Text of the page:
How Clean is Your House? by Kim Woodburn and Aggie MacKenzie

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How Clean is Your House? by Kim Woodburn and Aggie MacKenzie

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Buy How Clean is Your House? by Kim Woodburn and Aggie MacKenzie at Amazon.co.uk or Amazon.com

Category: Home and Family
Rating: 3/5
Reviewer: Sue Magee
Reviewed by Sue Magee
Summary: The book of the television series gives good advice on routines for cleaning the home but is obsessive in places. Poor indexation means that it doesn't make a good reference book.
Buy? No Borrow? Yes
Pages: 192 Date: October 2003
Publisher: Michael Joseph Ltd
ISBN: 0718146999

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A few weeks ago I was preparing a book order. If I bought another book I would get free delivery, so for just a pound or so more than I would have spent I acquired "How Clean is Your House?" by Kim Woodburn and Aggie MacKenzie.

This is a dual purpose book. Its primary claim to fame is that it's the book of the Channel 4 series "How Clean is Your House?" The authors attacked years of filth and grime in homes across the country whilst viewers were allowed to feel superior no matter what the state of their own homes. The secondary purpose is that it's a book of advice on cleaning your home. So, how well does it stack up on each count?

If you're hoping to revisit the squalor of the homes visited in the series then this isn't the book for you. There are passing references to particular horrors, but there's no naming and shaming and not much in the way of pictures to jog the memory. The book is positive - it's about getting your home clean without dwelling on what might have gone before. You'll find the trademarks which made the series so popular - the over-the-top rubber gloves, beautifully manicured nails and "filth offenders", dear. If you enjoyed them in the series then they lighten the message of the book. If, like me, you didn't, then you'll find them slightly irritating and possibly even patronising.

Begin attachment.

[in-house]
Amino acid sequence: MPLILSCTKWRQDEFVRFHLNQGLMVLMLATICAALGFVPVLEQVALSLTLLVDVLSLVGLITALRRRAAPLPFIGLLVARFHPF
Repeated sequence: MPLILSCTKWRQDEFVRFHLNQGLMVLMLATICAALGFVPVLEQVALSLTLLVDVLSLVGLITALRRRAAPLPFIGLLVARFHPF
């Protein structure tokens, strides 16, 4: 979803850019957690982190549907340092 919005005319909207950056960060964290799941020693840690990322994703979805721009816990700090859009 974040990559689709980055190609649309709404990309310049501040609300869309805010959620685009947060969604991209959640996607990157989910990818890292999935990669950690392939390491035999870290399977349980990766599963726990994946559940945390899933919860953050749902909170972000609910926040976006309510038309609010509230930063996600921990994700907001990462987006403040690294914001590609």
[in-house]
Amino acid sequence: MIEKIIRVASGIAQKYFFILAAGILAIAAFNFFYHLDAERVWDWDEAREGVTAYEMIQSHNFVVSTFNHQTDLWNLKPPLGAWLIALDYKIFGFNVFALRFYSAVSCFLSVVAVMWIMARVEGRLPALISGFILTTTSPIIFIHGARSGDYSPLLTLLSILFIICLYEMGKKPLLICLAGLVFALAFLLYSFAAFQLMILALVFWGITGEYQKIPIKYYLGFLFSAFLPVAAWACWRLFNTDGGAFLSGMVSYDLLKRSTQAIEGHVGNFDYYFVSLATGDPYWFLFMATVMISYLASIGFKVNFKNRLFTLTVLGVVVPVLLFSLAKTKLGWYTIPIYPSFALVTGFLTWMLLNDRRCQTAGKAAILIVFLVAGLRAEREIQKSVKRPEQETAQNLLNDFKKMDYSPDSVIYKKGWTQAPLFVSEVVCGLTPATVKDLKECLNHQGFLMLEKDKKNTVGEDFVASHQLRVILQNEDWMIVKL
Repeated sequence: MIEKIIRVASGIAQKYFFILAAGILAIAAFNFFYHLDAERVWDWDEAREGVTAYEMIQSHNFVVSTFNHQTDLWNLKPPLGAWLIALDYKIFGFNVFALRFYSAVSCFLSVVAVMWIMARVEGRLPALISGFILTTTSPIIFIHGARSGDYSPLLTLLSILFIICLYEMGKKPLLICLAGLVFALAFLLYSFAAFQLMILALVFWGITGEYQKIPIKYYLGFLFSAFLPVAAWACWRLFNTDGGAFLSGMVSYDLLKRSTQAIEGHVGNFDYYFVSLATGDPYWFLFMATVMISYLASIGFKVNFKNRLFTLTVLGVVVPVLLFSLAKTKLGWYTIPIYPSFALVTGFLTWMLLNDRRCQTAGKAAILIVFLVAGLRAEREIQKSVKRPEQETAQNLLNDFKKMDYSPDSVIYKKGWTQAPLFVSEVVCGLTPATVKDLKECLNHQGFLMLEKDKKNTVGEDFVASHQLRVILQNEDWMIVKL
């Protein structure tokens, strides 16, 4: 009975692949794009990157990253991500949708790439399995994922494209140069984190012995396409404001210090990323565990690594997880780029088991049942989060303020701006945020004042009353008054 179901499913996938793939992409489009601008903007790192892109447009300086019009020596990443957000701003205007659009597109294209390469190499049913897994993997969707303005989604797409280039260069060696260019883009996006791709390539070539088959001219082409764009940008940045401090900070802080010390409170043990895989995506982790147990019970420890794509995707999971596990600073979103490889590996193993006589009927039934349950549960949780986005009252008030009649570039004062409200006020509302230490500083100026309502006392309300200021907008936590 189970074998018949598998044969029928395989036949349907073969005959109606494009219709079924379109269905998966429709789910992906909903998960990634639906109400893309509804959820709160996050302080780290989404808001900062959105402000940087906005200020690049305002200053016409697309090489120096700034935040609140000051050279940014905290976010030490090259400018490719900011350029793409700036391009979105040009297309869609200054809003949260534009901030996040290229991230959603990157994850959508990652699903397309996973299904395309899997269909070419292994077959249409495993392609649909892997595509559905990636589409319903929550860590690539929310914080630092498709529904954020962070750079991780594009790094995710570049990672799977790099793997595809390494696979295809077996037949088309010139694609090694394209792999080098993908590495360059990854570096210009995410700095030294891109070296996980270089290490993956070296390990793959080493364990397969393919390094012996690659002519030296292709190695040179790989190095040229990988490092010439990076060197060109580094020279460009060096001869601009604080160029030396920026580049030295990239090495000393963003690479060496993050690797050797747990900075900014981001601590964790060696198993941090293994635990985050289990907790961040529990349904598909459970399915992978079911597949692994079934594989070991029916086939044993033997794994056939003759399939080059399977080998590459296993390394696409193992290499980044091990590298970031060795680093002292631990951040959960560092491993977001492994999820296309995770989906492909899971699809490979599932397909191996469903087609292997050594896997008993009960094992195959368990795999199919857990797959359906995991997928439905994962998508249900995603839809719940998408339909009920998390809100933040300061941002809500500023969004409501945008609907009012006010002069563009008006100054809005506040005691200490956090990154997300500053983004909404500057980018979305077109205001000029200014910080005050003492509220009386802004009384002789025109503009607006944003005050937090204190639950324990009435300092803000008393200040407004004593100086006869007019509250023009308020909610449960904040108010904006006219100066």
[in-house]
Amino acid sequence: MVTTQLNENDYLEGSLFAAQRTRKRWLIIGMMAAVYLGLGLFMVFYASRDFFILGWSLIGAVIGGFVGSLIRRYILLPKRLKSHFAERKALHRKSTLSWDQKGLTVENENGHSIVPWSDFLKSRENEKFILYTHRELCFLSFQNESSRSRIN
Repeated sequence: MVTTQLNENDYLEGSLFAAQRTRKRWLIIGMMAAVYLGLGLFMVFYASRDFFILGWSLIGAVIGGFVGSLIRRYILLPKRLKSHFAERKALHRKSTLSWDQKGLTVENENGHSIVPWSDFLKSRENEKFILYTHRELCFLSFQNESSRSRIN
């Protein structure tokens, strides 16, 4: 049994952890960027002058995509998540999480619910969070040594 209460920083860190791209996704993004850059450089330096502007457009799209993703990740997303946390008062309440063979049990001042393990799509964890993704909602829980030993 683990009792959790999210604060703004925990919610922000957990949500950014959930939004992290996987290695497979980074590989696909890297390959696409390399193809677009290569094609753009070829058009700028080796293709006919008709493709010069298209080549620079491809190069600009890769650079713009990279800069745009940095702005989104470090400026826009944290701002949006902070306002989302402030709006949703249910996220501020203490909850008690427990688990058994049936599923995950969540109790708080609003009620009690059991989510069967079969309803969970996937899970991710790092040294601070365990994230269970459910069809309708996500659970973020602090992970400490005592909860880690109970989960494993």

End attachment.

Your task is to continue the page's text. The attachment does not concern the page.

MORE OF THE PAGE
As advice on cleaning your home I think it's rather better. There's a quiz to establish your cleaning profile - ten questions about the way you tackle different jobs. You'll find out if you're on top as a cleaning queen or right down at the bottom of the scale as a filth offender. It's a bit of light-hearted fun and I would hope that no one would take it too seriously, not least because there's no suggestion that too much cleaning can be a bad thing.

From an environmental point of view I was quite pleased. I've seen similar books which recommend a variety of proprietary cleaners which almost amount to chemical weaponry. Kim and Aggie use bleach only in moderation and at the other end of the chemical scale rely on lemons, vinegar and concentrated washing up liquid. Dusting is done with a well-wrung-out damp cloth and polish is applied only once a month. There's no encouragement either to get expensive gadgetry other than a good vacuum cleaner.

There's a simple routine laid down of jobs which need to be done on a daily, weekly, monthly or annual basis. Rooms are then tackled on an individual basis and hints given as to how to get the best results. Most of it is common sense, but there's the occasional gem, like putting the dishcloth into the dishwasher each time you do a load.

I like the hints for using natural cleaners. Lemons or distilled white vinegar will remove limescale from chrome and stainless steel. Soda water helps to remove red wine stains. As a quick reference book in an emergency it could be excellent, except for one important point. The indexing is atrocious. I decided to look up "red wine" under the heading "stains". It's supposed to be on page 187. This is headed "extra activities in the bedroom" and red wine doesn't get a mention. Never mind, I thought, it'll be on the same page as soda water, but that's supposed to be on page 187 too, and isn't. One of my dogs wandered in so I thought I would look up "dogs" and it seemed there would be quite a chunk of text on pages 170 - 1. Page 170 is all about cat litter trays.